Nav: Home

Dan Sinars represents Sandia in first energy leadership class

March 13, 2017

ALBUQUERQUE, N.M. -- Dan Sinars, a senior manager in Sandia National Laboratories' pulsed power center, which built and operates the Z facility, is the sole representative from a nuclear weapons lab in a Department of Energy leadership program that recently visited Sandia.

Members of the Oppenheimer Science and Energy Leadership Program (OSELP) are up-and-coming leaders from the 17 DOE labs selected to learn about the DOE enterprise and how it fits within the national research landscape.

The DOE tapped Sinars for the inaugural OSELP class after Sandia leadership nominated him. His research focuses on z-pinch phenomena and high energy density physics, which could lead to usable fusion-based energy. The nominations went to an advisory committee of former laboratory directors, which chose him and 13 others from a pool of internal leaders and external collaborators nominated by each of the labs.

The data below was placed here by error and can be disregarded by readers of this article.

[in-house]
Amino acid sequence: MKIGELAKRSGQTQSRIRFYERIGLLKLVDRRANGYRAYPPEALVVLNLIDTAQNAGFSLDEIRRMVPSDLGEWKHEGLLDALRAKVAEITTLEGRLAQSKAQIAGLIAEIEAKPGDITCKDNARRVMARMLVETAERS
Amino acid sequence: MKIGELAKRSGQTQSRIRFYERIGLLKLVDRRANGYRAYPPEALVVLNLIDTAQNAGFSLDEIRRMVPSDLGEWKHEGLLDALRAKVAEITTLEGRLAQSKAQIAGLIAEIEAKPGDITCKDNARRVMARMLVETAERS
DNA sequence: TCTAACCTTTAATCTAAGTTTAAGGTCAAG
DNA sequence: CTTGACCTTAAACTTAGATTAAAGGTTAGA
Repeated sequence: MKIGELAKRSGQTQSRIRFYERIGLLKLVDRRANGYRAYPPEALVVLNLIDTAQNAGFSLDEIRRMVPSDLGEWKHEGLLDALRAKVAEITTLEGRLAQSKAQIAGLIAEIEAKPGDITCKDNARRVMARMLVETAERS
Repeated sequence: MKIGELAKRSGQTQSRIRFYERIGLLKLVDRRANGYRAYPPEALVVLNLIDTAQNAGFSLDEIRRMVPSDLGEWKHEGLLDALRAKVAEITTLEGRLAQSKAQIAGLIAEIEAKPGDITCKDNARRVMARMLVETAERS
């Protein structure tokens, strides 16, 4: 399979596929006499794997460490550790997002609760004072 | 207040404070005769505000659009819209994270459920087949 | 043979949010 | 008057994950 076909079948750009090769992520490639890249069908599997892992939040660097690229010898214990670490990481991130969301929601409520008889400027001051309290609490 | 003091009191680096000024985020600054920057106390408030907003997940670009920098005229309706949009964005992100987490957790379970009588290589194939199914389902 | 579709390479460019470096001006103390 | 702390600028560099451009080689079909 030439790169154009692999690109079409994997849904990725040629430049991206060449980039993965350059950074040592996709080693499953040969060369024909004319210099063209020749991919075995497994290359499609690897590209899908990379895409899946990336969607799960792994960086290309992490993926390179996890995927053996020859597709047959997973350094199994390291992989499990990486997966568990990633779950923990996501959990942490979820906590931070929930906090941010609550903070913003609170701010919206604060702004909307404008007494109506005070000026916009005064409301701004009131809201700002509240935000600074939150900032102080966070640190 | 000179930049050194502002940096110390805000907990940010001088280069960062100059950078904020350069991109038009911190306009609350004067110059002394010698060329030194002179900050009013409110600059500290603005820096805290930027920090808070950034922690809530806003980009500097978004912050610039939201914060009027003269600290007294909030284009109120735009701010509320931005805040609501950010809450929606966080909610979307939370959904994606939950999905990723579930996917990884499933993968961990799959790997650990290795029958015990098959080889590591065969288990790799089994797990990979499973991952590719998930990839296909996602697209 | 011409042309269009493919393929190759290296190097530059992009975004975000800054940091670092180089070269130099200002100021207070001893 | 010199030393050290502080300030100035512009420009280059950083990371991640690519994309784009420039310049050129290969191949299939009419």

Sinars is the only participant from a National Nuclear Security Administration lab. The first class includes researchers from Brookhaven, Pacific Northwest and Lawrence Berkeley national laboratories; SLAC and Fermi national accelerator laboratories; the National Renewable Energy Laboratory; the Princeton Plasma Physics Laboratory; Nova Photonics; and Stony Brook University, Iowa State University and the University of Washington.

The OSELP gives Sinars opportunities to learn about the research climate at the other DOE labs from site visits and the other members. "It's enlightening to talk to people from different labs and find out how they do things there. As an NNSA lab, Sandia is pretty different, but it's the same too," said Sinars.

Sinars is no stranger to national recognition. He has received a DOE Early Career investigator award and Presidential Early Career Award for Scientists and Engineers award in addition to American Physical Society awards.

Visiting academic, industry, and DOE labs